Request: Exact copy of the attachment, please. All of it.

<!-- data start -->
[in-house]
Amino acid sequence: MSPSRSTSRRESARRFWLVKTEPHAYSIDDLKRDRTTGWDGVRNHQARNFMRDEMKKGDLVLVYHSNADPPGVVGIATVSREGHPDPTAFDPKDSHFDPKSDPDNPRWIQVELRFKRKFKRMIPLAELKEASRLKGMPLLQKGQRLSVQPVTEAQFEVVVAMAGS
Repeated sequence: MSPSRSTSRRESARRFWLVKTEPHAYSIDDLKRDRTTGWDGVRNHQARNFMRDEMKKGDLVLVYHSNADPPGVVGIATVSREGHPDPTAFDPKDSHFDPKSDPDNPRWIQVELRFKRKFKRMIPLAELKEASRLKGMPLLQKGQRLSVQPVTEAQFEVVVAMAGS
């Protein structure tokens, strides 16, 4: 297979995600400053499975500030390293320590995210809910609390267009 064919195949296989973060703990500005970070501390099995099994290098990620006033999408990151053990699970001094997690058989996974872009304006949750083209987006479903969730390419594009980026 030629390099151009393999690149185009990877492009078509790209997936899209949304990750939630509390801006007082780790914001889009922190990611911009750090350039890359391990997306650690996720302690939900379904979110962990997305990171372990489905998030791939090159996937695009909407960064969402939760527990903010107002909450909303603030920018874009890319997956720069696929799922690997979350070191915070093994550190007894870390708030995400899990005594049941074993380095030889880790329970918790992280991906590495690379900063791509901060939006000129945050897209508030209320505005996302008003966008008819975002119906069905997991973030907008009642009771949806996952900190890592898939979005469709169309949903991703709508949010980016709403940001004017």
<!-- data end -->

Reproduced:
[in-house]
Amino acid sequence: MSPSRSTSRRESARRFWLVKTEPHAYSIDDLKRDRTTGWDGVRNHQARNFMRDEMKKGDLVLVYHSNADPPGVVGIATVSREGHPDPTAFDPKDSHFDPKSDPDNPRWIQVELRFKRKFKRMIPLAELKEASRLKGMPLLQKGQRLSVQPVTEAQFEVVVAMAGS
Repeated sequence: MSPSRSTSRRESARRFWLVKTEPHAYSIDDLKRDRTTGWDGVRNHQARNFMRDEMKKGDLVLVYHSNADPPGVVGIATVSREGHPDPTAFDPKDSHFDPKSDPDNPRWIQVELRFKRKFKRMIPLAELKEASRLKGMPLLQKGQRLSVQPVTEAQFEVVVAMAGS
């Protein structure tokens, strides 16, 4: 297979995600400053499975500030390293320590995210809910609390267009 064919195949296989973060703990500005970070501390099995099994290098990620006033999408990151053990699970001094997690058989996974872009304006949750083209987006479903969730390419594009980026 030629390099151009393999690149185009990877492009078509790209997936899209949304990750939630509390801006007082780790914001889009922190990611911009750090350039890359391990997306650690996720302690939900379904979110962990997305990171372990489905998030791939090159996937695009909407960064969402939760527990903010107002909450909303603030920018874009890319997956720069696929799922690997979350070191915070093994550190007894870390708030995400899990005594049941074993380095030889880790329970918790992280991906590495690379900063791509901060939006000129945050897209508030209320505005996302008003966008008819975002119906069905997991973030907008009642009771949806996952900190890592898939979005469709169309949903991703709508949010980016709403940001004017």